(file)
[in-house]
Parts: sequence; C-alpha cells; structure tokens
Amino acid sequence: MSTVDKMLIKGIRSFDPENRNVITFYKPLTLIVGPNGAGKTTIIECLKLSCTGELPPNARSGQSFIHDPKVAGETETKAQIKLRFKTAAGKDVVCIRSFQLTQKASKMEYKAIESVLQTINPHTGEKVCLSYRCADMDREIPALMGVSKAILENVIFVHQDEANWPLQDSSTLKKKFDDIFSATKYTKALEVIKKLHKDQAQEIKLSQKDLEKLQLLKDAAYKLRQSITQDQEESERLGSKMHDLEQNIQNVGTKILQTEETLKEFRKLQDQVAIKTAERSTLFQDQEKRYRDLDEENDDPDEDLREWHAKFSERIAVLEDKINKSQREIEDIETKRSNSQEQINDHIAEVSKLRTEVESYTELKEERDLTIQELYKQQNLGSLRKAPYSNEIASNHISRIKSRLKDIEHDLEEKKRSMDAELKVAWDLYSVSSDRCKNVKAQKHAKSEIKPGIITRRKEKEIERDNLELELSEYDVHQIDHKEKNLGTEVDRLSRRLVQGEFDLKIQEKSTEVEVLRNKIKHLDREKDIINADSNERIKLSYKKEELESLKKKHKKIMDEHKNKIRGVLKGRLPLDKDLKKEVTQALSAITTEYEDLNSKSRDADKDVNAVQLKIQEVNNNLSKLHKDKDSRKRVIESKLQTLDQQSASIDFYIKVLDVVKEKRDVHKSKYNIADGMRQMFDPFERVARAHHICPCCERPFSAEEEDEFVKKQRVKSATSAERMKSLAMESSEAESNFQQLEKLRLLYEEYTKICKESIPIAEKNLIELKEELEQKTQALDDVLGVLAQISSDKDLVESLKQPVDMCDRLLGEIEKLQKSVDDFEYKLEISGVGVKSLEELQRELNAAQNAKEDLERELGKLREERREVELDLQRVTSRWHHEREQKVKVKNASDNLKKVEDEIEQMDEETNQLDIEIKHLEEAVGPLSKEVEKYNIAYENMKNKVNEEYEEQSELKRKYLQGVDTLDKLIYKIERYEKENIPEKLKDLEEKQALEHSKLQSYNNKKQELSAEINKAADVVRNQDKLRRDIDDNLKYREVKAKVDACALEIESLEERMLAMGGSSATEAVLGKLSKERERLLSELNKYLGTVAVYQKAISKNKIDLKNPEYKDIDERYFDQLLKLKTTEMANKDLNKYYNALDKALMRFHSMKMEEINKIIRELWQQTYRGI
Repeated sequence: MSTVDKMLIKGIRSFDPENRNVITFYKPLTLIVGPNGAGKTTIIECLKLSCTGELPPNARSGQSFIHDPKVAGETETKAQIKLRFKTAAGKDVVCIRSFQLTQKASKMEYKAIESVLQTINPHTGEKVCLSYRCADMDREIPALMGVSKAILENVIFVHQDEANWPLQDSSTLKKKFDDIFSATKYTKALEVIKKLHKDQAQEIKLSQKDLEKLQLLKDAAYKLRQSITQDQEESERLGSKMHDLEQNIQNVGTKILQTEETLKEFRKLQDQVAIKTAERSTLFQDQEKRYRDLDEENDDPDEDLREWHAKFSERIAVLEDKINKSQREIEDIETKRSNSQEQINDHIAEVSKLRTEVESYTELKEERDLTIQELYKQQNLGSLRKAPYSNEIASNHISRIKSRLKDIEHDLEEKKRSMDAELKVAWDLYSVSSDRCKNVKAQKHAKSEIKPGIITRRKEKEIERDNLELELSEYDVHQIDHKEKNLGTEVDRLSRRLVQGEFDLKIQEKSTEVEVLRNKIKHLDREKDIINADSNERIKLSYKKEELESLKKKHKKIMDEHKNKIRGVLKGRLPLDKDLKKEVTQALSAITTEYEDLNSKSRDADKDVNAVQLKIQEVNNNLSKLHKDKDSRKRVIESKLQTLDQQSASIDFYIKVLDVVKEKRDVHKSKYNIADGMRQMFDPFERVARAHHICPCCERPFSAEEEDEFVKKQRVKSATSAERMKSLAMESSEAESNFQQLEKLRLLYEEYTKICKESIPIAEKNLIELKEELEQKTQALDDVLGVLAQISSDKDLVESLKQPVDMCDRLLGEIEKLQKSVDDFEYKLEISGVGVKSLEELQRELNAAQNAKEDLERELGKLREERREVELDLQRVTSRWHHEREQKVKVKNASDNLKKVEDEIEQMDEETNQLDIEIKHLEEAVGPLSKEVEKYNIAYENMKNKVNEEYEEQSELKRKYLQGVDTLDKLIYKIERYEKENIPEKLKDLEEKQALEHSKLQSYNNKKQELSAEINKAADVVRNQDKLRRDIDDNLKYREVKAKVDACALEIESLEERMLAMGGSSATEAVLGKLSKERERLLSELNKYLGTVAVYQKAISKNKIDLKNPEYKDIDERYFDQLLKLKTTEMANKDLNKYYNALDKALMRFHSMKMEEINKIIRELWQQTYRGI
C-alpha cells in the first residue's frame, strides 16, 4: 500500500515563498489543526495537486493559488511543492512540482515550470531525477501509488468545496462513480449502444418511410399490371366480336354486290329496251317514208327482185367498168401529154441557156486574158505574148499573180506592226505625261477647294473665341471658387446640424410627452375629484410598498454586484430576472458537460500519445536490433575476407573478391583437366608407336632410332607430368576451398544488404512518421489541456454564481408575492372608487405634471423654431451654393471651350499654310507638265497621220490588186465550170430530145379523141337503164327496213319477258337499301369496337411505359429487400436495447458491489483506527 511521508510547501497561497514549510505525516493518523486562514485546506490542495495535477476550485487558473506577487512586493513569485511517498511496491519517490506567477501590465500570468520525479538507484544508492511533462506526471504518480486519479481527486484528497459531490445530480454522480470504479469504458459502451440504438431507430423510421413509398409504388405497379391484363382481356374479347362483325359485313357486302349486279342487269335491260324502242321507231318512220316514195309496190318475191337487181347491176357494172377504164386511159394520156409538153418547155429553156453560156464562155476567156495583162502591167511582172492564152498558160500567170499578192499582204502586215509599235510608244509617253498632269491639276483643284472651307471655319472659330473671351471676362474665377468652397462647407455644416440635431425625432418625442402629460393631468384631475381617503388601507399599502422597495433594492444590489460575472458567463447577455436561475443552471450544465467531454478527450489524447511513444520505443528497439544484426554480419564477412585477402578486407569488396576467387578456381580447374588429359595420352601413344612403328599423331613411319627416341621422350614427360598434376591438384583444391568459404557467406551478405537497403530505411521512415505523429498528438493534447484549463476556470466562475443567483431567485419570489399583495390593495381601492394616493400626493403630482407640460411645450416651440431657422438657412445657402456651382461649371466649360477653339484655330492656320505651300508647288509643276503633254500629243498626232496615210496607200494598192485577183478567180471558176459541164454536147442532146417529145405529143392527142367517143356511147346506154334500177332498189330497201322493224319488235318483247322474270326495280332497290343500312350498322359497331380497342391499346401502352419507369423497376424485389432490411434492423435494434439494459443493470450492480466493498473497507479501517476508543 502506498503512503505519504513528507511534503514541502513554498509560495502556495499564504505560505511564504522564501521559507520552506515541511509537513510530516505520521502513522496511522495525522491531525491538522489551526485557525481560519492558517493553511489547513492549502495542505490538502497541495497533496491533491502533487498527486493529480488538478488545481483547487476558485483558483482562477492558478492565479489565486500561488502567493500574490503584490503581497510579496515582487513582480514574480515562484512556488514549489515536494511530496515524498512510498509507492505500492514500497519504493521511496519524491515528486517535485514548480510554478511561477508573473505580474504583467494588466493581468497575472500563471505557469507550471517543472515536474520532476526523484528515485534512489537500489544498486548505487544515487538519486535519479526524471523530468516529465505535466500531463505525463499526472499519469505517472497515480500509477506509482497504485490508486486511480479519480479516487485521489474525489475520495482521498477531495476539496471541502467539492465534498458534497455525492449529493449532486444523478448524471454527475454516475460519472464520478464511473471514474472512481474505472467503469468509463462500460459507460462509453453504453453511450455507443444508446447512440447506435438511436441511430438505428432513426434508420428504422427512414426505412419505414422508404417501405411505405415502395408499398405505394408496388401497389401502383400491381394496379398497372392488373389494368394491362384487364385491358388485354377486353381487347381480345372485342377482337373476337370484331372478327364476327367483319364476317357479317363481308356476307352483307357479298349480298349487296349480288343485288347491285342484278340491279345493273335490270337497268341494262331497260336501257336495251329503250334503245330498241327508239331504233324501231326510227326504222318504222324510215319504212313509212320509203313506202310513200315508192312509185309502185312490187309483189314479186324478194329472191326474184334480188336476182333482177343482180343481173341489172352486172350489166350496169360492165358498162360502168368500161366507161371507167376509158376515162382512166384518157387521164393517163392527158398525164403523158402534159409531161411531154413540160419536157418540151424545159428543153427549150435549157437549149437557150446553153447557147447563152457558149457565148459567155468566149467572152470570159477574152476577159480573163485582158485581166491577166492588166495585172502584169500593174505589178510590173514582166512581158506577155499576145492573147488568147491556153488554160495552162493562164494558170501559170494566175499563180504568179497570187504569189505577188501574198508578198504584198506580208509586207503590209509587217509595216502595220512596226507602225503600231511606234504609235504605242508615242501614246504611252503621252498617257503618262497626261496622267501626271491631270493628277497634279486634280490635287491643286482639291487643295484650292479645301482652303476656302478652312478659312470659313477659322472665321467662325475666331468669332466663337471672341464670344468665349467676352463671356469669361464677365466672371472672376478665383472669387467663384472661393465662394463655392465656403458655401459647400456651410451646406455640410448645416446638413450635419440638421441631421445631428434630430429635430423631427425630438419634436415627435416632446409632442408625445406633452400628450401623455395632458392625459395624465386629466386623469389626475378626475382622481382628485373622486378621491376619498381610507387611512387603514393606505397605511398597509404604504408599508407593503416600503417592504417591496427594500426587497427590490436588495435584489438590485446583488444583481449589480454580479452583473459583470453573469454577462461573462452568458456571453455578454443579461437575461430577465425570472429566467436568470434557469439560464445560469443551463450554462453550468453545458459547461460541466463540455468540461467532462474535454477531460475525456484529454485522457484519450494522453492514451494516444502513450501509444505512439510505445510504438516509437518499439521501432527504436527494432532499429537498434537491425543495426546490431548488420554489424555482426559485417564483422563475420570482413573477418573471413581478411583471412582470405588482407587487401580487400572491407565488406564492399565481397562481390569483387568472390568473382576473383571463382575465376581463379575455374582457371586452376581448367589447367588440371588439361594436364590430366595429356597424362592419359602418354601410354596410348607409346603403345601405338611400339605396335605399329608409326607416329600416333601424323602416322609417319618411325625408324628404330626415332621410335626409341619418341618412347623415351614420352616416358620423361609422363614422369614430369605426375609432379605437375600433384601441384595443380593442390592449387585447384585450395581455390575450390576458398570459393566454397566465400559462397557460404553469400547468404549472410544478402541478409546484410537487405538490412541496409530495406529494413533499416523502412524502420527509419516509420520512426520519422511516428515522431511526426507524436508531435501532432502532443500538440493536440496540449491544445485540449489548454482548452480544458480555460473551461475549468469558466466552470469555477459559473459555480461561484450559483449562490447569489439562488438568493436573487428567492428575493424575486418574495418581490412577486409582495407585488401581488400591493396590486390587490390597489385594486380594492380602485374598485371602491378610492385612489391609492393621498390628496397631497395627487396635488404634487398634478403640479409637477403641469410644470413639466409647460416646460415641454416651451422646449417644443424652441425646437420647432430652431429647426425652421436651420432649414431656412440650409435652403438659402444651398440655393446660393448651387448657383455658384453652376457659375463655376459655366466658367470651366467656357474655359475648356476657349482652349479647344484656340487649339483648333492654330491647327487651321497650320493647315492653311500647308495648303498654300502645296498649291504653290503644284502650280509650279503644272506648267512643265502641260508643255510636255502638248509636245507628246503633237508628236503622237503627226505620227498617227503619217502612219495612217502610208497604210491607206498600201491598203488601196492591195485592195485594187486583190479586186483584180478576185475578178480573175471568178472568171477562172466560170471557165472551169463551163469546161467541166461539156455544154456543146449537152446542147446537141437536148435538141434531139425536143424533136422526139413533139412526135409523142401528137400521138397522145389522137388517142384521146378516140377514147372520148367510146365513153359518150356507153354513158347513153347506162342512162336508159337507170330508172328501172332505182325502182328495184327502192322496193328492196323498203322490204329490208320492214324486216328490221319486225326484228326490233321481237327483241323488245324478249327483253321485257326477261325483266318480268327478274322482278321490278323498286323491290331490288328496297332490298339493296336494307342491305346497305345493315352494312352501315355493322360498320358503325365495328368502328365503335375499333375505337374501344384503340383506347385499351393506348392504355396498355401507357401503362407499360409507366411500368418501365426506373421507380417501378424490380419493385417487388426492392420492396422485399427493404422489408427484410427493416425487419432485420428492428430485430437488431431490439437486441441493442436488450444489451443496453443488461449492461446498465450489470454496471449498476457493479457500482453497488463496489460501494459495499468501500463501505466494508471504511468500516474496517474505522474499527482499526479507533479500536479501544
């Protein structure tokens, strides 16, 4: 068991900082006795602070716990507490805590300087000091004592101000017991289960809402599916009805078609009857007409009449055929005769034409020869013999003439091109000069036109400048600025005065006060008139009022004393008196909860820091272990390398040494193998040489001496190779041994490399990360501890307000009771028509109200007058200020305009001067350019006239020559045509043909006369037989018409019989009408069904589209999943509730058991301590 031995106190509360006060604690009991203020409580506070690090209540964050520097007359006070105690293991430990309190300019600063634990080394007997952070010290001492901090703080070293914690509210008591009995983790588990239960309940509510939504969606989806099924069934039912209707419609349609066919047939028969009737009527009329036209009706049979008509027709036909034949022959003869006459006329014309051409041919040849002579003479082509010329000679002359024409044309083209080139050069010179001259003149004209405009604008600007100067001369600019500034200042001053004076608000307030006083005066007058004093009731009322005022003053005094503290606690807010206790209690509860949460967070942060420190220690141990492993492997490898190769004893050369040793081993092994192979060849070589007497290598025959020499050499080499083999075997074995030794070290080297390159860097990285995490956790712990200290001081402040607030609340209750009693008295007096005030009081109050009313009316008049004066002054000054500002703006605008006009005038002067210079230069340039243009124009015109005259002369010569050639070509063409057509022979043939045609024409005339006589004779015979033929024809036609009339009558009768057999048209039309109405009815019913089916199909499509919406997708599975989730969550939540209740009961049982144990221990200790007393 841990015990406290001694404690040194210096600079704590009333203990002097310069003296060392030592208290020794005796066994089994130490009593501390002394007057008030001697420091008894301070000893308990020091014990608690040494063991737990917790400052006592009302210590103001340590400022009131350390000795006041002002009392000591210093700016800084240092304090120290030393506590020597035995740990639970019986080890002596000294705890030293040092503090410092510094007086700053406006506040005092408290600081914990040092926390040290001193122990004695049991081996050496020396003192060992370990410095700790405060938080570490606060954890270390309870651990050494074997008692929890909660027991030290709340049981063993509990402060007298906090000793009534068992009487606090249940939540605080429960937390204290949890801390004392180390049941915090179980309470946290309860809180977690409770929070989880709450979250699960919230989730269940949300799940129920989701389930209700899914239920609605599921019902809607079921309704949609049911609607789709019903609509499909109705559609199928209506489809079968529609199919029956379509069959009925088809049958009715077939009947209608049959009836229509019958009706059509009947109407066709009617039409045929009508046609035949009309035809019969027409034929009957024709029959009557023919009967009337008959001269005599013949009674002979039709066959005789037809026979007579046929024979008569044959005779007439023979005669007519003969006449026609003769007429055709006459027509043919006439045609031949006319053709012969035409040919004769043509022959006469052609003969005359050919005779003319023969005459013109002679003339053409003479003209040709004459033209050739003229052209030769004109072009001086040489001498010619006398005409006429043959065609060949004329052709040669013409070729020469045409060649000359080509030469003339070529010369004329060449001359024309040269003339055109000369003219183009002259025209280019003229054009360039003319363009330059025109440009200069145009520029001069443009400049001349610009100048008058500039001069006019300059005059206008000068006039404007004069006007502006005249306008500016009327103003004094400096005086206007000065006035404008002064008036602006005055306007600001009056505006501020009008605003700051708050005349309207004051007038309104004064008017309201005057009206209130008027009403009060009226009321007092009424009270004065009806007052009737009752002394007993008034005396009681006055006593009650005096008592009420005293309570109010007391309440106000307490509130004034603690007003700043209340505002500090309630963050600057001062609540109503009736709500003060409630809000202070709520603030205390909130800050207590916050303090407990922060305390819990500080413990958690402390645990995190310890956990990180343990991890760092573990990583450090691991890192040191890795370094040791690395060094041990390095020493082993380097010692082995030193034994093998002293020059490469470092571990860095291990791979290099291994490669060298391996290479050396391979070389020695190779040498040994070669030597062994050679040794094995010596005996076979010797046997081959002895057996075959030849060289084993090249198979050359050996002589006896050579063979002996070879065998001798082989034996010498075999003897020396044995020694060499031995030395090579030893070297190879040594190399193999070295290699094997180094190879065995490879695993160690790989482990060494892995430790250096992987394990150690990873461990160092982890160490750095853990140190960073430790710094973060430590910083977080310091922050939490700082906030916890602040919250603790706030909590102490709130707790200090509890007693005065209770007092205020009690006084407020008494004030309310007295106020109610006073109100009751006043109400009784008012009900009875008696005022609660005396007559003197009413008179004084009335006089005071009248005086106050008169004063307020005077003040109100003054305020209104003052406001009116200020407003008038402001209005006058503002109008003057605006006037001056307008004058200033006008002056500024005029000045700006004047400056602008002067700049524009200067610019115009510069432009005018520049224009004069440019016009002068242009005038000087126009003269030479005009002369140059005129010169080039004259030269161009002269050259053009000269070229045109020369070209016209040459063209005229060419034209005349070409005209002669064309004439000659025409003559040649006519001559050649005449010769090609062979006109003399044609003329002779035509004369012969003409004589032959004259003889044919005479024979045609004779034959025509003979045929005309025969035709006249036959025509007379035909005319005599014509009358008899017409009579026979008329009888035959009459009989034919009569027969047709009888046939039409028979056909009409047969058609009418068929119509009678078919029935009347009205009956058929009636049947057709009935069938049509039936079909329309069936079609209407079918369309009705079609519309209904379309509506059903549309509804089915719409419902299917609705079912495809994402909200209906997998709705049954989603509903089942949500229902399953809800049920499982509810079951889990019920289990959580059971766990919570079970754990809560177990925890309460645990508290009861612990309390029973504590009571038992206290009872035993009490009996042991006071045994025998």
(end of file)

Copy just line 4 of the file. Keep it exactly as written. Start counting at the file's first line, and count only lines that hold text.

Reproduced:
Repeated sequence: MSTVDKMLIKGIRSFDPENRNVITFYKPLTLIVGPNGAGKTTIIECLKLSCTGELPPNARSGQSFIHDPKVAGETETKAQIKLRFKTAAGKDVVCIRSFQLTQKASKMEYKAIESVLQTINPHTGEKVCLSYRCADMDREIPALMGVSKAILENVIFVHQDEANWPLQDSSTLKKKFDDIFSATKYTKALEVIKKLHKDQAQEIKLSQKDLEKLQLLKDAAYKLRQSITQDQEESERLGSKMHDLEQNIQNVGTKILQTEETLKEFRKLQDQVAIKTAERSTLFQDQEKRYRDLDEENDDPDEDLREWHAKFSERIAVLEDKINKSQREIEDIETKRSNSQEQINDHIAEVSKLRTEVESYTELKEERDLTIQELYKQQNLGSLRKAPYSNEIASNHISRIKSRLKDIEHDLEEKKRSMDAELKVAWDLYSVSSDRCKNVKAQKHAKSEIKPGIITRRKEKEIERDNLELELSEYDVHQIDHKEKNLGTEVDRLSRRLVQGEFDLKIQEKSTEVEVLRNKIKHLDREKDIINADSNERIKLSYKKEELESLKKKHKKIMDEHKNKIRGVLKGRLPLDKDLKKEVTQALSAITTEYEDLNSKSRDADKDVNAVQLKIQEVNNNLSKLHKDKDSRKRVIESKLQTLDQQSASIDFYIKVLDVVKEKRDVHKSKYNIADGMRQMFDPFERVARAHHICPCCERPFSAEEEDEFVKKQRVKSATSAERMKSLAMESSEAESNFQQLEKLRLLYEEYTKICKESIPIAEKNLIELKEELEQKTQALDDVLGVLAQISSDKDLVESLKQPVDMCDRLLGEIEKLQKSVDDFEYKLEISGVGVKSLEELQRELNAAQNAKEDLERELGKLREERREVELDLQRVTSRWHHEREQKVKVKNASDNLKKVEDEIEQMDEETNQLDIEIKHLEEAVGPLSKEVEKYNIAYENMKNKVNEEYEEQSELKRKYLQGVDTLDKLIYKIERYEKENIPEKLKDLEEKQALEHSKLQSYNNKKQELSAEINKAADVVRNQDKLRRDIDDNLKYREVKAKVDACALEIESLEERMLAMGGSSATEAVLGKLSKERERLLSELNKYLGTVAVYQKAISKNKIDLKNPEYKDIDERYFDQLLKLKTTEMANKDLNKYYNALDKALMRFHSMKMEEINKIIRELWQQTYRGI